The People


Wheeling my 1983 Subaru into Marciano Prado’s driveway, I considered turning around and leaving. Marciano was the first person randomly selected from the telephone book. It was dark, and I had trouble locating his house in rural Kamiah, Idaho. Would I find a story?


It turns out that Marciano opened the door to his life. A Mexican immigrant, he worked in a cedar mill. His wife, Bertha, served wickedly hot chili. His seven children filled the family’s trailer home with laughter.


After dinner, with both my appetite and notebook satiated, I drove away pounding the steering wheel. “It’s true. Everyone has a story!” I shouted.


Since then, the little girl practicing for a pogo-stick contest, the man battling lung cancer, two boys catching turtles, a wife grieving over her husband’s recent suicide, the teetotaling liquor store owner, the woman who made toilet paper and said the world was divided equally between crumplers and folders – they’ve all appeared on the Tribune’s front page.


If I had to pick, Vera Morris would be a favorite. With her cat in her lap, Vera poured a whiskey, toasted me, and said, “I’m just a woman who’s living alone and getting around in a walker. I can’t do much, but I keep pushing. There’s no way they’re going to keep me down.”


I approach the column the same way – keep pushing, keep probing the phone book, keep dialing, keep driving to that next “Everyone” interview. With so many stories to be told, the column offers a road with no stop signs.



The Country


The late Charles Kuralt of CBS Television “On the Road” fame scoured America for stories in a Winnebago motor home. In 1994, he said that my exploration of Idaho in a Subaru had resulted in a column “… full of interest and variety, joy and sadness, and the highs and lows of human life.”


Four years later, a Boston Globe reporter came knocking, then a New York Times reporter, followed by CBS and NBC television crews. Over a two-week period, they took turns piling into my 1993 Impreza to report on some guy who uses a phone book like a road atlas.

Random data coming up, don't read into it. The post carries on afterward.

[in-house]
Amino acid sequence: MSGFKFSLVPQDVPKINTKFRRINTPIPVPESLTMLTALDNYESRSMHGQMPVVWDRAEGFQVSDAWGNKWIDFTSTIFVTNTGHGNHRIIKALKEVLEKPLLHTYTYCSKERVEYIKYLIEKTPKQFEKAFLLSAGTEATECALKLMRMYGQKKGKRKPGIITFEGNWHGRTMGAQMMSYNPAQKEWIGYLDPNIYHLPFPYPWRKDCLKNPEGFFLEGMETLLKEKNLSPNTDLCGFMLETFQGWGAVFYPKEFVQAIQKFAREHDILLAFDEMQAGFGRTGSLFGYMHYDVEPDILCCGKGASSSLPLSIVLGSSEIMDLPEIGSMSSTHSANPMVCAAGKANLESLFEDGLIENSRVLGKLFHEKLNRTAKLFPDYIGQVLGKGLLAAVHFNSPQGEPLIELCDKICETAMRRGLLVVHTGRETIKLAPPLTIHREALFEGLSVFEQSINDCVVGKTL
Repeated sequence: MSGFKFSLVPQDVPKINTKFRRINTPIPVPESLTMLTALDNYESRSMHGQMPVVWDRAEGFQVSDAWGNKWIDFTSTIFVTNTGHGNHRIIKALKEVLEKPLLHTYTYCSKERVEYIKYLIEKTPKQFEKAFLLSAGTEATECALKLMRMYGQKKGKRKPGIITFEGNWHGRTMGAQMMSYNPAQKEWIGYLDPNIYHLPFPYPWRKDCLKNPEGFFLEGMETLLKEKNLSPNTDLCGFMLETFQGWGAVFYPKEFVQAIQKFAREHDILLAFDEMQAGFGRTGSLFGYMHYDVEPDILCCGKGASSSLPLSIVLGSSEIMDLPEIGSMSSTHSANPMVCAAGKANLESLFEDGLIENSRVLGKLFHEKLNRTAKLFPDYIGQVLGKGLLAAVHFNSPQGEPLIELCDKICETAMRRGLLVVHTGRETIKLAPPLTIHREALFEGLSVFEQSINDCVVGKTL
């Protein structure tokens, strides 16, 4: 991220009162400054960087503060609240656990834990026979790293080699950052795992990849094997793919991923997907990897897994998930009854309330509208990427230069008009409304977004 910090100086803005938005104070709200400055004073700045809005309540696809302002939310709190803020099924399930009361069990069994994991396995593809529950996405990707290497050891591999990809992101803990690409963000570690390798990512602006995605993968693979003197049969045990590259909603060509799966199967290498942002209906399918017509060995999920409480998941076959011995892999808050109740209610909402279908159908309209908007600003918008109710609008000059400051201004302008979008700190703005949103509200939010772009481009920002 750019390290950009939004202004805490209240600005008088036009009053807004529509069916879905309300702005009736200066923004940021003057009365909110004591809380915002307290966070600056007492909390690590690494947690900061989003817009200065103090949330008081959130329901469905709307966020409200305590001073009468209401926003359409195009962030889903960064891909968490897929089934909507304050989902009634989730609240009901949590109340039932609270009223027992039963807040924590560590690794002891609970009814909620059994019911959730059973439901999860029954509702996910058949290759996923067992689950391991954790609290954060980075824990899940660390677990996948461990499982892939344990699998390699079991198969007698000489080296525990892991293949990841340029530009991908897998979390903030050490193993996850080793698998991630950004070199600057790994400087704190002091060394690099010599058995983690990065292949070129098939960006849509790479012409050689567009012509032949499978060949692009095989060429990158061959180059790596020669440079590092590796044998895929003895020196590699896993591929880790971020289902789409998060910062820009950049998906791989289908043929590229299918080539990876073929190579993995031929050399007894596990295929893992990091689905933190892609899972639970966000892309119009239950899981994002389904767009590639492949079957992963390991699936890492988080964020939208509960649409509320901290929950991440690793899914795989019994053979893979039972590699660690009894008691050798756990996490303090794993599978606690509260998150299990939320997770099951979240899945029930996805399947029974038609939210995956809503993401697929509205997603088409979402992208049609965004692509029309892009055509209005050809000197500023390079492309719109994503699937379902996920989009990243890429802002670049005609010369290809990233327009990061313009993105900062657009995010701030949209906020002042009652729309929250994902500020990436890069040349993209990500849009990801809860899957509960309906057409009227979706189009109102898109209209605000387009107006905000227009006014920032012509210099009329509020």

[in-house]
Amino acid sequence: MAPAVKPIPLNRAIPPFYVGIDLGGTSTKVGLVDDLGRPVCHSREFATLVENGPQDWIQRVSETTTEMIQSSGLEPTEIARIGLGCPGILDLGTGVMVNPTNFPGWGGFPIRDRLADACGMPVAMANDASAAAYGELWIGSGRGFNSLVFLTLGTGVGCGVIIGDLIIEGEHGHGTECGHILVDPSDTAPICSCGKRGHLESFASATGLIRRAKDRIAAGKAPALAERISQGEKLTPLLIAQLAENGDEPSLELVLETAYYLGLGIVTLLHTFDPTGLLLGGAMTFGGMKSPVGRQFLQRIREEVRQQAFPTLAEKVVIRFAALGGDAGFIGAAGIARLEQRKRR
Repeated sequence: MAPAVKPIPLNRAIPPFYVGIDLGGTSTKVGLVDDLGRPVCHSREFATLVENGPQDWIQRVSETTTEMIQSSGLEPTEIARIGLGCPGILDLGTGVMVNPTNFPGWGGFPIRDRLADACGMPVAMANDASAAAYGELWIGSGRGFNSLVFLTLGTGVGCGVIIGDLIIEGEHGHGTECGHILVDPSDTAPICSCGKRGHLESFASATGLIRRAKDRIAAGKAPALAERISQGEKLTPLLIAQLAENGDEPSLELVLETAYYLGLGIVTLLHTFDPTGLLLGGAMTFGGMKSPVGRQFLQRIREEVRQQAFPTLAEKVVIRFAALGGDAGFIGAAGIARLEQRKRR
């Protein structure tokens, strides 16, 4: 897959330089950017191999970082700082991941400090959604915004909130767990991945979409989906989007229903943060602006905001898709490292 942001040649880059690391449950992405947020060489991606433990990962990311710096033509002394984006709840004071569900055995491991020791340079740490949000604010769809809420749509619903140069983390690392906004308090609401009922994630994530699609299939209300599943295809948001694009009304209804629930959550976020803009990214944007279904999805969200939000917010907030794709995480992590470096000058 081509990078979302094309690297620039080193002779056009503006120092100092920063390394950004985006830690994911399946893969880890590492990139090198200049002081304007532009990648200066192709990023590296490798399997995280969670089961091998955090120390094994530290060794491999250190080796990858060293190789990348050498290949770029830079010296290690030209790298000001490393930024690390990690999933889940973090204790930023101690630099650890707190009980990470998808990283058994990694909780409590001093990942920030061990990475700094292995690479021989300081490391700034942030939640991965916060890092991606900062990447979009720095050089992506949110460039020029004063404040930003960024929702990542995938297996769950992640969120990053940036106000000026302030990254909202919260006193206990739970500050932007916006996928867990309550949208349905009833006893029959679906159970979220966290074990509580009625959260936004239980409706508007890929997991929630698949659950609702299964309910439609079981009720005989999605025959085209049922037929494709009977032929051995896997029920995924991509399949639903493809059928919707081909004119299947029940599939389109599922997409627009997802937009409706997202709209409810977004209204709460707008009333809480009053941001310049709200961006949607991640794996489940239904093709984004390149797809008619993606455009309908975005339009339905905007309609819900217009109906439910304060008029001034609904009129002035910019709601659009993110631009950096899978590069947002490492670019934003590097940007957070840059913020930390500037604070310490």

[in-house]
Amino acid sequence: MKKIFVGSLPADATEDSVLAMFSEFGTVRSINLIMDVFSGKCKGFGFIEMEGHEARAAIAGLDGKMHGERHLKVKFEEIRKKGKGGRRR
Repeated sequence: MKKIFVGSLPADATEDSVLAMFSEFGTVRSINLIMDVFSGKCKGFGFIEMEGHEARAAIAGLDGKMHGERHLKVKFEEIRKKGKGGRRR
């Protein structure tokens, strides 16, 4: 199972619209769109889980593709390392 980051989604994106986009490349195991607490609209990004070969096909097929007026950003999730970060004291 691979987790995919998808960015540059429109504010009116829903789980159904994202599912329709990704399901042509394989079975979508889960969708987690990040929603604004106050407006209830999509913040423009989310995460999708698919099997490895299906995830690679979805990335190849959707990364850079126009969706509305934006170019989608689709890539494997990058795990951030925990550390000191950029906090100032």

These big-city reporters were captivated by the country I travel. They marveled at the panoramas, the twisting roads, the rugged mountains, the swelling ocean-like wheat fields, and the roaring whitewater river canyons.


“I never tire of driving this country,” I told them – Hells Canyon to the south, the Palouse farmland to the west, Coeur d’Alene lake country to the north, and the Selway-Bitterroot Wilderness to the east.


Later, I wrote a book titled No Ordinary Lives: One Man’s Surprising Journey into the Heart of America, published by Warner Books in 2002. In the memoir, I assert that “… Idaho is arguably America’s last frontier …” etched by a “… maze of federal, state, county and local roads that chisel their way through the Tribune’s circulation area.”


Thanks to my fleet of Subaru vehicles and the phone book, I’ve become part of that Idaho maze and its people.


The Vehicles


My first Subaru died in a demolition derby when it was 20 years old. After serving my Tribune needs, the 1979 station wagon changed hands several times before a young derby enthusiast purchased it. The silver wagon placed second after a battery cable popped loose. I have video of its last gasps.


But my toughest Tribune road warrior was a 1993 Impreza Wagon. It refused to stop running, coming 732 miles short of 300,000 miles. Only when I was involved in a near-head-on collision did the car’s odometer stop. Even then, with its right rear wheel ripped from the chassis, the Impreza limped off the road while its engine purred like a cat.


I’ve also had 1980 and 1983 hatchbacks, a 1986 wagon (which my daughter later drove to college), a 1989 Justy, a 2003 Impreza, and now a silver 2011 Outback. Other than a pesky overheating problem with one, all the cars have been as dependable as the newspaper I write for – printed every single day for more than a century.


Idaho’s roads and weather make all-wheel drive essential. In 34 years at the wheel of Subaru vehicles, I’ve been stuck just once – in my own steep uphill driveway during a blizzard that left the car atop a three-foot drift.


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